Coronavirus causes negative outlook for European banks in 2020

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The coronavirus disease outbreak together with a significant oil price drop is creating a loss of investor confidence and significant disruptions in the financial markets, DBRS Morningstar said in a comment on Monday.

The rating agency added that “the situation is rapidly evolving and while the full impact on European banks remains uncertain, it will clearly be negative.”

Key highlights from DBRS Morningstar’ commentary discussing the coronavirus:

  • In this environment, we expect European banks’ profitability to weaken from 2019 levels with pressure on net interest margins likely to intensify and new lending volumes to be lower than initially anticipated while net fee and commission income is also expected to be affected.
  • The extent of the impact on delinquencies is uncertain, but impairment charges are likely to increase, reflecting lower economic forecasts in impairment models and weakening asset quality.
  • Meanwhile, measures introduced by governments and central banks will provide some relief, albeit also creating challenges (eg lower interest rates, requiring forbearance on certain borrowers).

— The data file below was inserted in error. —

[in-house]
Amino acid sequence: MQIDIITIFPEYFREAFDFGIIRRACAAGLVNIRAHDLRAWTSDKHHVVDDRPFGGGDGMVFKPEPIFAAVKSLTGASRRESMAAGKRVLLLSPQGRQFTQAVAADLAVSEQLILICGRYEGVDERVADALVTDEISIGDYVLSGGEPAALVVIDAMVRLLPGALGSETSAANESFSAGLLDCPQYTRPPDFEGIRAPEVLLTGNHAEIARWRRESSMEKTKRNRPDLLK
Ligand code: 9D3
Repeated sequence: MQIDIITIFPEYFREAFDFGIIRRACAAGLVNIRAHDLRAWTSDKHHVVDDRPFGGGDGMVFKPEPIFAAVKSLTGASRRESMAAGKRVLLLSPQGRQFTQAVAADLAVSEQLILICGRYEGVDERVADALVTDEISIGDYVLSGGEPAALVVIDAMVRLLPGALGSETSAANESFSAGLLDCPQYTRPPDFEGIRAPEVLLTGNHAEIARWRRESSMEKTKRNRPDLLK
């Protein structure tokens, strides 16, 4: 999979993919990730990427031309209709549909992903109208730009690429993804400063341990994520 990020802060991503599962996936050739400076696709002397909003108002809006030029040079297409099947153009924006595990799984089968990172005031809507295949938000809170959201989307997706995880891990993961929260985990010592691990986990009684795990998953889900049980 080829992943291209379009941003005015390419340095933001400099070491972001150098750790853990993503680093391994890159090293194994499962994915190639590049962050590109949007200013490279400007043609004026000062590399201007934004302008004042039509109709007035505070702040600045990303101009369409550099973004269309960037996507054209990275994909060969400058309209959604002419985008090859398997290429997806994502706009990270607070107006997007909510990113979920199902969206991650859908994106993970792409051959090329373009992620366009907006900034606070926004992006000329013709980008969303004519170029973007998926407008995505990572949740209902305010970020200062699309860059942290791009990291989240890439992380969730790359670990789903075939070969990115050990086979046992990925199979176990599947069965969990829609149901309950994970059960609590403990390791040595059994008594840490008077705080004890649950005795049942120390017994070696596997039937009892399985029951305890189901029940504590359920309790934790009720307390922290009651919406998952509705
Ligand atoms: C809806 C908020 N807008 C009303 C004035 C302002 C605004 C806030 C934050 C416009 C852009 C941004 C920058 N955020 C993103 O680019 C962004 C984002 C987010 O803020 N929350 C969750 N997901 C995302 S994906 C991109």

• From a balance sheet perspective, banks are better positioned than at the start of the 2008 crisis, with stronger capital and liquidity and funding profiles. However, if markets remain challenging for an extended period of time, we expect some banks to need to access ECB funding to meet 2020 refinancing needs and to postpone some debt issuances.
  • We also see potential operational risk but technology and regulators should support business continuity.

“With the coronavirus disease outbreak, the situation is rapidly evolving. The full impact on European banks remains uncertain, however, we think it will clearly be negative,” said Vitaline Yeterian from DBRS’ EU Financial Institutions team.

“There will be pressure on revenues, and there will be pressure on asset quality. At the same time, as the situation evolves, we could see more measures announced by central banks and governments to mitigate the economic impact.”